Typically, the books you find in the “paranormal,” “new age,” or “occult” sections of the local library are pretty single-minded. Bigfoot books tend to center around Bigfoot. Flying saucer books tend to center around flying saucers. Telepathy books tend to center around telepathy. While that seems pretty obvious, such is not the case for the late John A. Keel’s The Mothman Prophecies, which runs the whole gamut of UFOs, Men in Black (MIB), catastrophe clairvoyance, tulpas, and (perhaps least of which) the eponymous Mothman, in what amounts to a bubbling cauldron of narrative cognitive dissonance (or what classical skeptics used to call “crank magnetism”).
Not to be confused with the rather similar Owlman of Cornwall, nor the Flatwoods Monster of Braxton County (some 110 miles east of the run of sightings described in Keel’s book), Mothman was supposedly a seven-foot-tall, winged humanoid with hypnotic red eyes, who’s managed to flap his way into modern American folklore.
In The Mothman Prophecies, Keel relayed the string of strange sightings (pertaining to both Mothmen and spacemen) that plagued the rural community of Point Pleasant, West Virginia, during the winter seasons of 1966 and ‘67, which culminated in the mid-December collapse of the Silver Bridge that killed 46 people, two of whom were never found. Keel maintained that the Mothman sightings acted as an omen of warning leading up to the bridge’s collapse.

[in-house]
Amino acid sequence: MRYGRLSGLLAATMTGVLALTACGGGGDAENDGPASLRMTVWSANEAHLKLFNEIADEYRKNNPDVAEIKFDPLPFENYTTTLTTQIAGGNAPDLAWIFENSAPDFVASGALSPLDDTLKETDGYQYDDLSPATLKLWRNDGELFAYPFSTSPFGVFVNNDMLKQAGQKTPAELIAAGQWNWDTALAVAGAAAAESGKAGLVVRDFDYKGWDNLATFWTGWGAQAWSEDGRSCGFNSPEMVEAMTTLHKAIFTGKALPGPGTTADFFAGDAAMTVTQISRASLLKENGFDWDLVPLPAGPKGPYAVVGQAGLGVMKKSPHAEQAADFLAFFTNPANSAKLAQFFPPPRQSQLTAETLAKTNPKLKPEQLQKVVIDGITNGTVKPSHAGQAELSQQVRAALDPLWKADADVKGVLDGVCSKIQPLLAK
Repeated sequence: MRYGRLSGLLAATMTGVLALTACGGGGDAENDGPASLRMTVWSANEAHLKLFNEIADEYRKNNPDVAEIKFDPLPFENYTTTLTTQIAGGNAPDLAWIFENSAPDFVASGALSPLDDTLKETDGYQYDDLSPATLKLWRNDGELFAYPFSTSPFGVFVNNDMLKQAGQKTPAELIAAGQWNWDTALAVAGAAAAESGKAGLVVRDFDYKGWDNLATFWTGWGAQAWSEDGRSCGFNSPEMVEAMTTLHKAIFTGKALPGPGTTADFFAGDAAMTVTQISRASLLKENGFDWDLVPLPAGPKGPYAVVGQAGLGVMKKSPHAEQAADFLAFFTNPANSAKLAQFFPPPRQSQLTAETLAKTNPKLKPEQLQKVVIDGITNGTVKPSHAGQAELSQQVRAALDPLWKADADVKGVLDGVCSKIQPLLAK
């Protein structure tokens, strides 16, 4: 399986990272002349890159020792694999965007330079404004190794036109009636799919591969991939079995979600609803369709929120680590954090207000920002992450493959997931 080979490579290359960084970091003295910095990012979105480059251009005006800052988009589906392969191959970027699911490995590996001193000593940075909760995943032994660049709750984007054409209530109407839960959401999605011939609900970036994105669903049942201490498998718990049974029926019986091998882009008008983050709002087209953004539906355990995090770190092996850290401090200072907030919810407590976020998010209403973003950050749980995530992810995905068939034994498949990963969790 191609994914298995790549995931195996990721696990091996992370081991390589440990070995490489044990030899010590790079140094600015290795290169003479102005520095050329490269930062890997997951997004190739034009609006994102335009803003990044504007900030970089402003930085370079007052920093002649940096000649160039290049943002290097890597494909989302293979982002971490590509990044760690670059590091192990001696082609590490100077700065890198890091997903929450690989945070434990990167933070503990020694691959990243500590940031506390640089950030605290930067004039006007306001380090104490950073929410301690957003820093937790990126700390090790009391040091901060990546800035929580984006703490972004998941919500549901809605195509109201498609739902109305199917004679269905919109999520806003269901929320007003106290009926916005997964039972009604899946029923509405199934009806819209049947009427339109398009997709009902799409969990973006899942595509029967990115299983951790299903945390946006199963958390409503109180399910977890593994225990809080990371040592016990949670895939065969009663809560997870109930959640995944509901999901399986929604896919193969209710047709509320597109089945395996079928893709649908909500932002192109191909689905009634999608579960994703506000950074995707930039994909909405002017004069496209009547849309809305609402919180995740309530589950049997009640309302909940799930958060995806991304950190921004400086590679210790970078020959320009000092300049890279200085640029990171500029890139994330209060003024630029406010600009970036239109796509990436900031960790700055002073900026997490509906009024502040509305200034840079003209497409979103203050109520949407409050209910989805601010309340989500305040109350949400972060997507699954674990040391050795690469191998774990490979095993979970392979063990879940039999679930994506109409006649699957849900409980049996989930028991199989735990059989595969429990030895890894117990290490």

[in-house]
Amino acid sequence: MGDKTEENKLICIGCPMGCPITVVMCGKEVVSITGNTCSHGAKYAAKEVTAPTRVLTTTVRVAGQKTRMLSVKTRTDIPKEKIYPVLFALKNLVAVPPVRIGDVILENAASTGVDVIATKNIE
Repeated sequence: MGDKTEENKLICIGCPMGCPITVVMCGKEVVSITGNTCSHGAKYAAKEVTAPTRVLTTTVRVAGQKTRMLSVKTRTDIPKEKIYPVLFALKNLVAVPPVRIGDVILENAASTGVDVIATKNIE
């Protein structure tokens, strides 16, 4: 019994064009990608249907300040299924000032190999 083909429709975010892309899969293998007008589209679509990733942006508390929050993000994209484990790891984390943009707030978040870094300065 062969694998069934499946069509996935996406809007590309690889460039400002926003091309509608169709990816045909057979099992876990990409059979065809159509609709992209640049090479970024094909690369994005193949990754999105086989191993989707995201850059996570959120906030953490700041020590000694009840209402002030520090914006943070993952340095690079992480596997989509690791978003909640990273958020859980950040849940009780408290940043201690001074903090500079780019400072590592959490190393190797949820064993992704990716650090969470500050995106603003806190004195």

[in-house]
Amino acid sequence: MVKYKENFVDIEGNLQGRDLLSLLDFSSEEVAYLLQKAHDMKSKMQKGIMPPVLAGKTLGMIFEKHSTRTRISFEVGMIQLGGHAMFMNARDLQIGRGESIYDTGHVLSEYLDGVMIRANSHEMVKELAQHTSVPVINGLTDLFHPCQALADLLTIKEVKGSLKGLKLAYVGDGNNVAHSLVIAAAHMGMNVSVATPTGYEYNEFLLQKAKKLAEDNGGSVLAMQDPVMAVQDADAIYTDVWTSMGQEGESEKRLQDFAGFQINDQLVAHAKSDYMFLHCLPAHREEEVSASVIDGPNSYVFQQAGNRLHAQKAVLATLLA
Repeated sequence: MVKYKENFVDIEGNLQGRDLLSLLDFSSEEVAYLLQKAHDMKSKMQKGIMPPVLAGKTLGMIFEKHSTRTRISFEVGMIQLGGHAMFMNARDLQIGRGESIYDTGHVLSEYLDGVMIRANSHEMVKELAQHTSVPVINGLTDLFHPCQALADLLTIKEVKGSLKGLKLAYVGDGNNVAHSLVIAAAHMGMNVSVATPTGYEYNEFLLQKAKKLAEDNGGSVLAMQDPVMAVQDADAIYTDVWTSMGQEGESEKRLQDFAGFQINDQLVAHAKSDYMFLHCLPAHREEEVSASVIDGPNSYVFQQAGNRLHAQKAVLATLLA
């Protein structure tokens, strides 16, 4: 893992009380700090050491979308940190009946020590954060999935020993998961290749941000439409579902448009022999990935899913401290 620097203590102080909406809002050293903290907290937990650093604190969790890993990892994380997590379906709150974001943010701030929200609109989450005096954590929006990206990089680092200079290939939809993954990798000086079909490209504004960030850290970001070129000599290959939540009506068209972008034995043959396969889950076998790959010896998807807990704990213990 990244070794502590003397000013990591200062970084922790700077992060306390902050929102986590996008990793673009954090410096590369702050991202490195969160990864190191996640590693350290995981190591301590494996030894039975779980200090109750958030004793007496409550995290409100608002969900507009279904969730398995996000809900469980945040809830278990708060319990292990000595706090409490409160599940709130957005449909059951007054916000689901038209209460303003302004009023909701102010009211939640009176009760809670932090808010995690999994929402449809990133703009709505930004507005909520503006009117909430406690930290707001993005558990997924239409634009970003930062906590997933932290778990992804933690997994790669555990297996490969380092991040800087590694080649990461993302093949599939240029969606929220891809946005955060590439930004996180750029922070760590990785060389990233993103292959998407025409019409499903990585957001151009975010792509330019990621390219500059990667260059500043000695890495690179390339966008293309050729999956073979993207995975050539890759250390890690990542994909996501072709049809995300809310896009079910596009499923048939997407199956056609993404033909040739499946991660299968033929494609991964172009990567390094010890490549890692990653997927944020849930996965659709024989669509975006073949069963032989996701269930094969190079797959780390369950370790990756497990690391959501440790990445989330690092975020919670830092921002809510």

But as noted, there is surprisingly little Mothman in The Mothman Prophecies. Keel is instead perhaps best known for popularizing the Men in Black, who are nothing like Will Smith and Tommy Lee Jones’ agents J and K. They do wear the black suits (albeit ill-fitted and out of style), and they may at times pose as government agents, but “real” MIB are ultimately more akin to the blockbuster film’s antagonist Edgar — otherworldly entities in human disguise. Keel describes them as being tall with long, tapering fingers, bulging eyes, pointed features, and displaying a socially awkward demeanor and driving older yet well-kept cars.